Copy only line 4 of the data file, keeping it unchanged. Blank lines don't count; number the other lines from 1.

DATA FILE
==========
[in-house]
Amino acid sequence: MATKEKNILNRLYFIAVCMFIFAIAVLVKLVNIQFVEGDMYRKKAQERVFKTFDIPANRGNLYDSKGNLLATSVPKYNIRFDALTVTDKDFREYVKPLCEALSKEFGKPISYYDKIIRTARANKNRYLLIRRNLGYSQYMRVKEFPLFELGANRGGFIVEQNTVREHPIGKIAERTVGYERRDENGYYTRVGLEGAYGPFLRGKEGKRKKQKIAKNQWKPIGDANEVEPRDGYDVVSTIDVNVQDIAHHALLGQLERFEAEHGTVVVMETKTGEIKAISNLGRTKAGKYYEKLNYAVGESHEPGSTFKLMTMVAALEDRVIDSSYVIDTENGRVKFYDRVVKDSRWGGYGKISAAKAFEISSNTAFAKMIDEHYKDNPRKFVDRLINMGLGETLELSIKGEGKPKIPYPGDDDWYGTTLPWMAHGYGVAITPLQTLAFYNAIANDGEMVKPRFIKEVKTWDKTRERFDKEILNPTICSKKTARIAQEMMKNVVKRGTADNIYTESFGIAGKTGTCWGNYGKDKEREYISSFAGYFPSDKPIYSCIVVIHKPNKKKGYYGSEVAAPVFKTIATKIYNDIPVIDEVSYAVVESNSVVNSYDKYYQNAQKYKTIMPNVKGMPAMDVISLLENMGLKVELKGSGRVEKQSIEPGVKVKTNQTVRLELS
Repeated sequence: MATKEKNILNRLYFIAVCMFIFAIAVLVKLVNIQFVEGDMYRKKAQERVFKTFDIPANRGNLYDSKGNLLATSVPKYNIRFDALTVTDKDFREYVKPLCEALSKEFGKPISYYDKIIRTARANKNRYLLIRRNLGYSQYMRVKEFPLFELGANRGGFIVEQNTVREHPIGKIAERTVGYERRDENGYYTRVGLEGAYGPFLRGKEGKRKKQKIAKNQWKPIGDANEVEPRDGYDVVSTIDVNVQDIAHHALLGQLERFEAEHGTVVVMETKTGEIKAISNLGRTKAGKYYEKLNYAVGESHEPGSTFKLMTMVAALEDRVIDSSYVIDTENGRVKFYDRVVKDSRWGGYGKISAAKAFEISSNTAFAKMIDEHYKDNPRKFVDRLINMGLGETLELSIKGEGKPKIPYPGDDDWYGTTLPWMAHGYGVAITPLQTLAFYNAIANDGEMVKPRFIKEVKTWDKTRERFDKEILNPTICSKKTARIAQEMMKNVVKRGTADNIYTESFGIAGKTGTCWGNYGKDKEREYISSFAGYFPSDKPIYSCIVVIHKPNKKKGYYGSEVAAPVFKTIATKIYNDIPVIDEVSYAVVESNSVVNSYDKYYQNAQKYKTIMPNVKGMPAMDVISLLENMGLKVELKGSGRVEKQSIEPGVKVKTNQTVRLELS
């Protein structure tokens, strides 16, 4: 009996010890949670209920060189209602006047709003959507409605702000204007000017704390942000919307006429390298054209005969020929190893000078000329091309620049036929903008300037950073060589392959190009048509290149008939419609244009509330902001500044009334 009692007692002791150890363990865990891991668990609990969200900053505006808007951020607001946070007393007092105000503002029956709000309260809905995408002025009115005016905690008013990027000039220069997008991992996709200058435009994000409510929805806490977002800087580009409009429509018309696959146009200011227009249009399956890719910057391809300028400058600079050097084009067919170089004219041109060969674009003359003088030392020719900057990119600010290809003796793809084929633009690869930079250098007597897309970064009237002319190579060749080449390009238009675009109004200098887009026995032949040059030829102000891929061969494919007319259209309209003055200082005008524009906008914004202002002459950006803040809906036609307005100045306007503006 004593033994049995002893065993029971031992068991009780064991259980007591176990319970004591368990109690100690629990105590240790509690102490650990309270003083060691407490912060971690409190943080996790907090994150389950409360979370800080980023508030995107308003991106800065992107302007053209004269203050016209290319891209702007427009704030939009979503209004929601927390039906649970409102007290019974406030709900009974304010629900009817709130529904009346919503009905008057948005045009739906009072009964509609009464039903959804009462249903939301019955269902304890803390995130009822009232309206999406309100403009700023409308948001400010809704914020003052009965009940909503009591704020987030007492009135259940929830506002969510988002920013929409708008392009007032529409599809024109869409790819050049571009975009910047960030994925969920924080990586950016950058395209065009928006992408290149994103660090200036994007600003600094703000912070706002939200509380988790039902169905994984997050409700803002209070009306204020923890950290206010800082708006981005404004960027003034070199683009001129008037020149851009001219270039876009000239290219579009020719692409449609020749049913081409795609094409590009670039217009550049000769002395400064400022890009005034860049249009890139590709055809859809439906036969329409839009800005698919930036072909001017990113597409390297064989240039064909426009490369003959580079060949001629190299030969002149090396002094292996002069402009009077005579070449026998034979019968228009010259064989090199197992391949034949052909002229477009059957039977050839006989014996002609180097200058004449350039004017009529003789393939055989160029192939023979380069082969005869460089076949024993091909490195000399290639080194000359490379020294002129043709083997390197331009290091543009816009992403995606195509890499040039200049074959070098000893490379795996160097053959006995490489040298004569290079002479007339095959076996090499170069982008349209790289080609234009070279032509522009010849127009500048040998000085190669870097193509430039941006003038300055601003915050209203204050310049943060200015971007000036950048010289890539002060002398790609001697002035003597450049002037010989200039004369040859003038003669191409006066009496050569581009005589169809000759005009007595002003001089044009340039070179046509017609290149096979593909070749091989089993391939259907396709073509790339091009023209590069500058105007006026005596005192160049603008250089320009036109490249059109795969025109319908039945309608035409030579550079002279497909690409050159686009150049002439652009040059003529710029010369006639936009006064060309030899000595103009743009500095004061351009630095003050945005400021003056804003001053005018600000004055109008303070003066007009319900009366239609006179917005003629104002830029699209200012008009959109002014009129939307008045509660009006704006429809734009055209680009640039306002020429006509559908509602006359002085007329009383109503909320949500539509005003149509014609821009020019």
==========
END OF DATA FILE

């Protein structure tokens, strides 16, 4: 009996010890949670209920060189209602006047709003959507409605702000204007000017704390942000919307006429390298054209005969020929190893000078000329091309620049036929903008300037950073060589392959190009048509290149008939419609244009509330902001500044009334 009692007692002791150890363990865990891991668990609990969200900053505006808007951020607001946070007393007092105000503002029956709000309260809905995408002025009115005016905690008013990027000039220069997008991992996709200058435009994000409510929805806490977002800087580009409009429509018309696959146009200011227009249009399956890719910057391809300028400058600079050097084009067919170089004219041109060969674009003359003088030392020719900057990119600010290809003796793809084929633009690869930079250098007597897309970064009237002319190579060749080449390009238009675009109004200098887009026995032949040059030829102000891929061969494919007319259209309209003055200082005008524009906008914004202002002459950006803040809906036609307005100045306007503006 004593033994049995002893065993029971031992068991009780064991259980007591176990319970004591368990109690100690629990105590240790509690102490650990309270003083060691407490912060971690409190943080996790907090994150389950409360979370800080980023508030995107308003991106800065992107302007053209004269203050016209290319891209702007427009704030939009979503209004929601927390039906649970409102007290019974406030709900009974304010629900009817709130529904009346919503009905008057948005045009739906009072009964509609009464039903959804009462249903939301019955269902304890803390995130009822009232309206999406309100403009700023409308948001400010809704914020003052009965009940909503009591704020987030007492009135259940929830506002969510988002920013929409708008392009007032529409599809024109869409790819050049571009975009910047960030994925969920924080990586950016950058395209065009928006992408290149994103660090200036994007600003600094703000912070706002939200509380988790039902169905994984997050409700803002209070009306204020923890950290206010800082708006981005404004960027003034070199683009001129008037020149851009001219270039876009000239290219579009020719692409449609020749049913081409795609094409590009670039217009550049000769002395400064400022890009005034860049249009890139590709055809859809439906036969329409839009800005698919930036072909001017990113597409390297064989240039064909426009490369003959580079060949001629190299030969002149090396002094292996002069402009009077005579070449026998034979019968228009010259064989090199197992391949034949052909002229477009059957039977050839006989014996002609180097200058004449350039004017009529003789393939055989160029192939023979380069082969005869460089076949024993091909490195000399290639080194000359490379020294002129043709083997390197331009290091543009816009992403995606195509890499040039200049074959070098000893490379795996160097053959006995490489040298004569290079002479007339095959076996090499170069982008349209790289080609234009070279032509522009010849127009500048040998000085190669870097193509430039941006003038300055601003915050209203204050310049943060200015971007000036950048010289890539002060002398790609001697002035003597450049002037010989200039004369040859003038003669191409006066009496050569581009005589169809000759005009007595002003001089044009340039070179046509017609290149096979593909070749091989089993391939259907396709073509790339091009023209590069500058105007006026005596005192160049603008250089320009036109490249059109795969025109319908039945309608035409030579550079002279497909690409050159686009150049002439652009040059003529710029010369006639936009006064060309030899000595103009743009500095004061351009630095003050945005400021003056804003001053005018600000004055109008303070003066007009319900009366239609006179917005003629104002830029699209200012008009959109002014009129939307008045509660009006704006429809734009055209680009640039306002020429006509559908509602006359002085007329009383109503909320949500539509005003149509014609821009020019």